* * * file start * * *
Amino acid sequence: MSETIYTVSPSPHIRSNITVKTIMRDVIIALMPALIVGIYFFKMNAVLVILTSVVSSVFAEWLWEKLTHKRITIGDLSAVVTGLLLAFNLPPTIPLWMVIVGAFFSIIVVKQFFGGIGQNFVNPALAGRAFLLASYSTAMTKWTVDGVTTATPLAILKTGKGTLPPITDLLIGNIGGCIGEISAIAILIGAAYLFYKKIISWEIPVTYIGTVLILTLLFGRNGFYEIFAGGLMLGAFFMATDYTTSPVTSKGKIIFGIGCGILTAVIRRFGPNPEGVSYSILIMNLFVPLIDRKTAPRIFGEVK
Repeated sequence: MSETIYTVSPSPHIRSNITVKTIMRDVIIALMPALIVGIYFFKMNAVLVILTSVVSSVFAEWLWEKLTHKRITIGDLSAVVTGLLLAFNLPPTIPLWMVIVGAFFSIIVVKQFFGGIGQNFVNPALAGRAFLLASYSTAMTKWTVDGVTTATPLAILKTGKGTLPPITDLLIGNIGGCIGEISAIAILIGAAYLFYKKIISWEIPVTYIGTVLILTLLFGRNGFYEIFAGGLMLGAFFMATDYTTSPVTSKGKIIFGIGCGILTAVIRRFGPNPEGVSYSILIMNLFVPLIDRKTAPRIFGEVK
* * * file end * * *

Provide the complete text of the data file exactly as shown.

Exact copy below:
Amino acid sequence: MSETIYTVSPSPHIRSNITVKTIMRDVIIALMPALIVGIYFFKMNAVLVILTSVVSSVFAEWLWEKLTHKRITIGDLSAVVTGLLLAFNLPPTIPLWMVIVGAFFSIIVVKQFFGGIGQNFVNPALAGRAFLLASYSTAMTKWTVDGVTTATPLAILKTGKGTLPPITDLLIGNIGGCIGEISAIAILIGAAYLFYKKIISWEIPVTYIGTVLILTLLFGRNGFYEIFAGGLMLGAFFMATDYTTSPVTSKGKIIFGIGCGILTAVIRRFGPNPEGVSYSILIMNLFVPLIDRKTAPRIFGEVK
Repeated sequence: MSETIYTVSPSPHIRSNITVKTIMRDVIIALMPALIVGIYFFKMNAVLVILTSVVSSVFAEWLWEKLTHKRITIGDLSAVVTGLLLAFNLPPTIPLWMVIVGAFFSIIVVKQFFGGIGQNFVNPALAGRAFLLASYSTAMTKWTVDGVTTATPLAILKTGKGTLPPITDLLIGNIGGCIGEISAIAILIGAAYLFYKKIISWEIPVTYIGTVLILTLLFGRNGFYEIFAGGLMLGAFFMATDYTTSPVTSKGKIIFGIGCGILTAVIRRFGPNPEGVSYSILIMNLFVPLIDRKTAPRIFGEVK